Dewi Morris previews Friday's Amlin Challenge Cup final
Dewi Morris expects Leinster's exciting brand of rugby to be too much for Stade Francais.
Last Updated: 15/05/13 2:10pm
Obviously Joe Schmidt's side, who have been crowned European champions for the past two years, would have wanted to be on the other side of the road at the Aviva Stadium a day later for the Heineken Cup final. But it was not to be.
I tipped them to retain the Heineken Cup but victory in the Amlin Challenge Cup final against Stade Francais will be the next best thing. And they will be determined to finish their European campaign on a high and give Schmidt, Jonathan Sexton and possibly Brian O'Driscoll a big send off in front of their home fans.
They will be strong favourites because of the way they play and how they can dismantle teams, and if I were a bookmaker I would be giving them a start of 10 to 12 points.
But make no mistake, Stade are more than capable of ruining the party. As we saw in their quarter-final victory over Bath - when they scored four tires - they can play an off-the-cuff game and have a potent strike force which can score from long range. Then in the semi-final at Perpignan - not an easy place to go - they used the other weapon: their setpiece.
They almost scrummaged Perpignan off the park and looked to get points by kicking penalties from scrums. If I were them, I would take that approach into the final, trying to strangle Leinster and stop their quick ball.
Their attitude in certain games in the Top 14 has not been great and that is why they finished 10th. But they have quality. Sergio Parisse is a truly talismanic influence - I have never seen anyone as pumped up ahead of that semi-final - while Julien Dupuy controls matters from scrum-half, and celebrated Australian back-rower David Lyons, American lock Scott LaValla and Kiwi loose-head Aled de Malmanche provide real muscle in the pack.
It has not been a great season for them in the French Top 14 with a host of changes off the field but they want Heineken Cup rugby and they will be going for it.
What Leinster can do, and the reason they are Heineken Cup champions, is that they can turn it on. And when they turn it on they are almost unstoppable, playing fantastic round-the-corner stuff that can leave defences grasping.
They were formidable in dispatching Biarritz in the semi-final, playing with a passion, a precision and a lot of power and pace. If you play with pace and controlled pace, it is very difficult for sides to stay with you. That is what they will be aiming to do.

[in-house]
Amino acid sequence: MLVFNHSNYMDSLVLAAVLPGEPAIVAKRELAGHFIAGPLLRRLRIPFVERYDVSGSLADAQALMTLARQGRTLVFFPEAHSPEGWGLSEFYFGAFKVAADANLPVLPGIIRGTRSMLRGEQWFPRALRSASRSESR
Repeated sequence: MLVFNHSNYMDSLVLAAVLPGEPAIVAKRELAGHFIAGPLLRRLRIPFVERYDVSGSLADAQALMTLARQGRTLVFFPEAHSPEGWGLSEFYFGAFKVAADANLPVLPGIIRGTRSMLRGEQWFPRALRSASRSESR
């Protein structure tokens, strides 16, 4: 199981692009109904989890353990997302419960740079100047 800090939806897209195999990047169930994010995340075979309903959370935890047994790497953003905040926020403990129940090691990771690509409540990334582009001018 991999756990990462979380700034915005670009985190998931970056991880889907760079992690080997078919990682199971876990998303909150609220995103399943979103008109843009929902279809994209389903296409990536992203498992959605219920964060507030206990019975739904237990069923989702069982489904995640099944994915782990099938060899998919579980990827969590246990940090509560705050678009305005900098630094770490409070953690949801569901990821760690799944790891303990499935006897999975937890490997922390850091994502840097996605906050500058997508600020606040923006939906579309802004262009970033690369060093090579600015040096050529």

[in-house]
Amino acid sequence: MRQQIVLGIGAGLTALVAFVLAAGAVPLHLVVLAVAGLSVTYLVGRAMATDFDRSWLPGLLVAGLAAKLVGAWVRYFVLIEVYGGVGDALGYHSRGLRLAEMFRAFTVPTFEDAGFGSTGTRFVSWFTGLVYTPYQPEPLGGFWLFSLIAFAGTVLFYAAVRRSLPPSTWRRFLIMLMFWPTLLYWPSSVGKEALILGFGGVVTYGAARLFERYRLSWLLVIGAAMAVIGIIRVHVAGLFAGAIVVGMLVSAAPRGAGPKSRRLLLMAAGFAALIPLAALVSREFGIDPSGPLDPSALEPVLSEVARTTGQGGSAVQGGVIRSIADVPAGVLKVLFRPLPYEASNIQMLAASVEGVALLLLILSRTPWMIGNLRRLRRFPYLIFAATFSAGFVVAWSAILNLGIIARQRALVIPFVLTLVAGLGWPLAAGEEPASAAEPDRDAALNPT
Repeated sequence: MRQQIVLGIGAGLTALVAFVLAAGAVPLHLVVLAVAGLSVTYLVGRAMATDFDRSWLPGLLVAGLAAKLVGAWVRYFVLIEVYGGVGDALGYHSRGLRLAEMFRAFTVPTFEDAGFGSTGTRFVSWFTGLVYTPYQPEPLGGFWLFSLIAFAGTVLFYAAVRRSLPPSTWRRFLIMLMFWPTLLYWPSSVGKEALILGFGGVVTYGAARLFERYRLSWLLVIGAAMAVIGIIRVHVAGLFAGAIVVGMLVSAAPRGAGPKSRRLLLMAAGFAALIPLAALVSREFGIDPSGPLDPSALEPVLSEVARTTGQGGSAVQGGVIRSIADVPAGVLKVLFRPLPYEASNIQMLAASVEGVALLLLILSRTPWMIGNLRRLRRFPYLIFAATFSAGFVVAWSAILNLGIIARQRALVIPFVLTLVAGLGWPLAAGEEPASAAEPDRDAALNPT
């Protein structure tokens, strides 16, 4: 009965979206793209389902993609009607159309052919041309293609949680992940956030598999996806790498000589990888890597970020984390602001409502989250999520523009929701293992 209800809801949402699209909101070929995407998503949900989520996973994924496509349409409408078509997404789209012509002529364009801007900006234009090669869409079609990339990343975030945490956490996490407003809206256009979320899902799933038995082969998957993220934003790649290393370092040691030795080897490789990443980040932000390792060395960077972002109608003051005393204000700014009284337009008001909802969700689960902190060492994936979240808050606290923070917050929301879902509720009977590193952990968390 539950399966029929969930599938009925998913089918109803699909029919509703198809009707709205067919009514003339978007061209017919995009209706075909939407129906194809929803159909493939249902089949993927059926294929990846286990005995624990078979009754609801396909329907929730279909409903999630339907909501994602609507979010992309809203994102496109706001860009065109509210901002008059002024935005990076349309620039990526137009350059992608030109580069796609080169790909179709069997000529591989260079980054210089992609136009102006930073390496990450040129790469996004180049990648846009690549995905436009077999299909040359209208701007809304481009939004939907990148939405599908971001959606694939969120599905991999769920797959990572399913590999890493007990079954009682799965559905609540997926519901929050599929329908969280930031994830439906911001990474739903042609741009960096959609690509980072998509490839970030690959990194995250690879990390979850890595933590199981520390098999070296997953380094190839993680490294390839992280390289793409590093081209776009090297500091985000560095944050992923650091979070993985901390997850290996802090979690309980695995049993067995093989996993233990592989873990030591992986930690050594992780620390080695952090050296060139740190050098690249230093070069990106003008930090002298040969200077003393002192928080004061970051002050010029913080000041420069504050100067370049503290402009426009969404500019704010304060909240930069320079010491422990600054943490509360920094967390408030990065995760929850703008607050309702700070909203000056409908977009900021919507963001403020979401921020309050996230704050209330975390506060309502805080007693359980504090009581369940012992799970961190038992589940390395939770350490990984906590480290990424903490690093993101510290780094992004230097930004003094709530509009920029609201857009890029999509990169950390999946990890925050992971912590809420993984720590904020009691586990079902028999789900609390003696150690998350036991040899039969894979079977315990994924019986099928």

They have shown a great brand of rugby under Schmidt and I still believe, as I said at the time, Warren Gatland missed a trick in not including him on the list of coaches. He will want to go out in a little blaze of glory, while Sexton is leaving for France at the end of the season and O'Driscoll is expected to hang up his boots this summer.
They have had a great journey together. Winning those Heineken Cups was tremendous after coming out of the shadow of Munster and they will want to go out on a victory. It is a slight end of an era because they are losing some iconic figures but good clubs absorb that - and they have proved how good a team they are in recent years.
I hope it will be a very entertaining game because that is why we are going to Dublin: to have a few Guinnesses and watch a great game of rugby. From a viewing point of view you want Stade to be in the game with 20 minutes to go and I think they will be because their forwards are strong.
But if Leinster play as they did against Biarritz it will take a hell of a Stade side to stop them. We know Leinster like to play a fast and furious game but they can also apply the brakes and kick their goals through Sexton when needed.
If Leinster drop 10 or 15% we could have a shock on your hands. But I don't think that will happen - there's too much at stake.